Bryan Kitch of the eminent blog Rowing Related made a comment regarding the image I used for Wednesday’s entry about R.C. Lehmann’s Sportsmen and Others (1912). Bryan is asking if there are others like it in Lehmann’s book. Yes, there is, but I believe I picked the nicest one to illustrate the entry. The illustrator of Lehmann’s book was J.L.C. Booth, who, in 1898, came out with his own book Sporting Rhymes & Pictures.
Lehmann and Booth probably knew each other from the magazine Punch, where Booth now and then had illustrations published. Although, it is not easy to find information about Booth, he seems to have been a well-respected illustrator. In a review of Sportsmen and Others, the Evening Post of New Zealand writes on 11 May 1912 about the book: “Mr. Booth’s fourteen or fifteen sporting and character sketches suggest (and correctly) a lively book of shrewd observations and wholesome humour.”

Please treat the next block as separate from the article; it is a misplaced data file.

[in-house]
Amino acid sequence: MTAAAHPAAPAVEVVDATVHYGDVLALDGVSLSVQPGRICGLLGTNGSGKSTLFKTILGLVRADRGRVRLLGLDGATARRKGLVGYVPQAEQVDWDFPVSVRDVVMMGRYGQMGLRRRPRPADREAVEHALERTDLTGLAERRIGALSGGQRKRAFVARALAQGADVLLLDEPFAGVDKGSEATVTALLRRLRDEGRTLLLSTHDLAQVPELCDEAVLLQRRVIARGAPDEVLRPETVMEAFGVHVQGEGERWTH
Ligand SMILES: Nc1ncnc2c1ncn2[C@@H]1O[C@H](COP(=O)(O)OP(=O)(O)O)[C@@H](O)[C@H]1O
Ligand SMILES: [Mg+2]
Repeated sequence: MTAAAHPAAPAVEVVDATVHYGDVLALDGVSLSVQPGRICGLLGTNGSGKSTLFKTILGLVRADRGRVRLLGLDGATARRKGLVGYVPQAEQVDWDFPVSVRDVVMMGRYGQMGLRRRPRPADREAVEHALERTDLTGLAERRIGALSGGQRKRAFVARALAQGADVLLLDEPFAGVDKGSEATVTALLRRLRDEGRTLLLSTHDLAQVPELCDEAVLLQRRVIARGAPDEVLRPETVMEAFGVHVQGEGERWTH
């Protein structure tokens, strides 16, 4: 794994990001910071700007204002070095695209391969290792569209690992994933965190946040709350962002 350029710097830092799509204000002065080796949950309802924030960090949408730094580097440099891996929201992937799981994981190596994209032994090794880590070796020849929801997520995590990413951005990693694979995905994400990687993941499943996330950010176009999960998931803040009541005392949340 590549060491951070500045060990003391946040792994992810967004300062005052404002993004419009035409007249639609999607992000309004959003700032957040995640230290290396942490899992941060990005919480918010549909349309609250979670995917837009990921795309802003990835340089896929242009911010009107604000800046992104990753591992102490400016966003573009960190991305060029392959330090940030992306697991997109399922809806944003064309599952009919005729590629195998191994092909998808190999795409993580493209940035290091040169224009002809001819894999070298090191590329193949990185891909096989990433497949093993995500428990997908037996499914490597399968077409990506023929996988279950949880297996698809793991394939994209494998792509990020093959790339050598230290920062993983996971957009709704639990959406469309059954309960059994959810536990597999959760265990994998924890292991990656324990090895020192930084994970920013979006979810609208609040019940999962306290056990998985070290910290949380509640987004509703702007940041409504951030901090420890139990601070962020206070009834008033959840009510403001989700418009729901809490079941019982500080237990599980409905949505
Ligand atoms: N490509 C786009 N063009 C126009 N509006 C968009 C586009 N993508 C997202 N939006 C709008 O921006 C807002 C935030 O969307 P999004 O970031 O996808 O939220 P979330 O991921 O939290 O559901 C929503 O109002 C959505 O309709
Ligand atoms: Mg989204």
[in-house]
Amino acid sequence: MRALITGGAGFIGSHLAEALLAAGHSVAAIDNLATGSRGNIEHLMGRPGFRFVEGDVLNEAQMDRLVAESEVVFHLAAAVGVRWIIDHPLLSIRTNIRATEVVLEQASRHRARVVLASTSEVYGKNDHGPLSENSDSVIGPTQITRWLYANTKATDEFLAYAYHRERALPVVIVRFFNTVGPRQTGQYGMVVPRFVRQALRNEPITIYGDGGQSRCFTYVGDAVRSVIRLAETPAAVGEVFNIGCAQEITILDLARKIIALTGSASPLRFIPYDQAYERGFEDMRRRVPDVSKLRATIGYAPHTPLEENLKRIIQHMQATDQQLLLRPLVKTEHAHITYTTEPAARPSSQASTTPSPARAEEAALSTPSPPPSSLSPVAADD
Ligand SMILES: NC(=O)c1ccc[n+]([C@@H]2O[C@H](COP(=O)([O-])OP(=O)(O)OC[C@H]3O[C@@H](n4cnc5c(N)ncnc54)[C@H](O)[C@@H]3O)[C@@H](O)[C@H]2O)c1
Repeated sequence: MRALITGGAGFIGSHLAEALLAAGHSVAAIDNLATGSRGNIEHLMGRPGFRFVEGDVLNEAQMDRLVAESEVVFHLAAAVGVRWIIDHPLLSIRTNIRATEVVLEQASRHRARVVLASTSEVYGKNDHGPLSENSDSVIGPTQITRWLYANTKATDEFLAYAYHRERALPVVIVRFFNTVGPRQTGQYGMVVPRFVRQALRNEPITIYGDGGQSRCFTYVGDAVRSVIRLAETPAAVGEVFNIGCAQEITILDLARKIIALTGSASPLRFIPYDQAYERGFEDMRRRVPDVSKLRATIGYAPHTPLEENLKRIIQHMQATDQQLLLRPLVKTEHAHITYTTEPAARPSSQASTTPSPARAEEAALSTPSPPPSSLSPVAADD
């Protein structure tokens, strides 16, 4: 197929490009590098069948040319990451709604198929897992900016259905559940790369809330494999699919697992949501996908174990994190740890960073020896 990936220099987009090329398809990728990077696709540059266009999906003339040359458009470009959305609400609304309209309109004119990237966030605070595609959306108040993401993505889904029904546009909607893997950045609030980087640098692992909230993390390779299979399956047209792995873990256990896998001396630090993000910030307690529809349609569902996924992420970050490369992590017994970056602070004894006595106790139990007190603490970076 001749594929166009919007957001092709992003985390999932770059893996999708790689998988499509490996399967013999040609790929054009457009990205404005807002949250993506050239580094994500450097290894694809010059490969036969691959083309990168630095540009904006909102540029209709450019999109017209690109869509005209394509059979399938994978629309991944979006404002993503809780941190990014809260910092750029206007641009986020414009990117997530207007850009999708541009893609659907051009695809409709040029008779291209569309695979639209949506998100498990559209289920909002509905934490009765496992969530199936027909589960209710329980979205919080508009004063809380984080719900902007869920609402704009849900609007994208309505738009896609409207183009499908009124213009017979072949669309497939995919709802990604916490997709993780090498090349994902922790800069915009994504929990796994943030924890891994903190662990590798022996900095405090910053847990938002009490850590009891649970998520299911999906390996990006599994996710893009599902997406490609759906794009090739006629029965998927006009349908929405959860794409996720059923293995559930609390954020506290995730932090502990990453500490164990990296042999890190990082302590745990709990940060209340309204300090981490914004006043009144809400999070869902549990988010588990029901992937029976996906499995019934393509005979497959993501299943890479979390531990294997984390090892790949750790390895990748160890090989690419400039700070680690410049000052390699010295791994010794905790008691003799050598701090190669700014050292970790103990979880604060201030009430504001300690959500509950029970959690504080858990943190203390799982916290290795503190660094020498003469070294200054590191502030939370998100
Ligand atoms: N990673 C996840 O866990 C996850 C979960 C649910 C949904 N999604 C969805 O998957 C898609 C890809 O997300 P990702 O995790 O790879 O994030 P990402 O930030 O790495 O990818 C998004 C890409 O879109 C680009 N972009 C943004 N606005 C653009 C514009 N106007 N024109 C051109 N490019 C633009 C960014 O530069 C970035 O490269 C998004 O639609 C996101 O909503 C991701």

In the story “A Putney Waterman” a lady “had a difference with her ‘old man'”, so she flung herself over the railing. “She’d mistook the tide, for the ebb was three-parts run out, and there warn’t more than a foot or two of water where she jumped. [… She said:] ‘Don’t save me, sailor,’ she sez when she see me comin’, ‘I’ve sworn to die.’ ‘So you shall, ma’am,’ I sez, ‘some other day.”
“[…] it may be said of coxswains that they are not so much individual men as members of a tribe or secret society formed entirely of male human beings weighing on an average 8 stone. They have meeting-places where they come together to devise the torments which later on they inflict on their fellow-mortals. The have signs and passwords.” In “Coxswains”.